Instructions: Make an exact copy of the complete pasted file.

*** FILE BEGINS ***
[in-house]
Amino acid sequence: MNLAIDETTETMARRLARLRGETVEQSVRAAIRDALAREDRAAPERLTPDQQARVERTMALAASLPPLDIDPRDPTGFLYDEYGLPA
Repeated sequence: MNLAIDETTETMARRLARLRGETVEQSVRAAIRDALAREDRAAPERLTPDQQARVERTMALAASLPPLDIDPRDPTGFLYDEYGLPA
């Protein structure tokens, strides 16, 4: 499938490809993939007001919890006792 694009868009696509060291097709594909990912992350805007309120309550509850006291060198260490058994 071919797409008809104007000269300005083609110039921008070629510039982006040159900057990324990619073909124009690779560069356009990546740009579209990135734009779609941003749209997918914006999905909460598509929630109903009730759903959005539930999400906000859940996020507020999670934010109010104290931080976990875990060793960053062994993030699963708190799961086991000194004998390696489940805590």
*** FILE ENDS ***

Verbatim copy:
[in-house]
Amino acid sequence: MNLAIDETTETMARRLARLRGETVEQSVRAAIRDALAREDRAAPERLTPDQQARVERTMALAASLPPLDIDPRDPTGFLYDEYGLPA
Repeated sequence: MNLAIDETTETMARRLARLRGETVEQSVRAAIRDALAREDRAAPERLTPDQQARVERTMALAASLPPLDIDPRDPTGFLYDEYGLPA
């Protein structure tokens, strides 16, 4: 499938490809993939007001919890006792 694009868009696509060291097709594909990912992350805007309120309550509850006291060198260490058994 071919797409008809104007000269300005083609110039921008070629510039982006040159900057990324990619073909124009690779560069356009990546740009579209990135734009779609941003749209997918914006999905909460598509929630109903009730759903959005539930999400906000859940996020507020999670934010109010104290931080976990875990060793960053062994993030699963708190799961086991000194004998390696489940805590």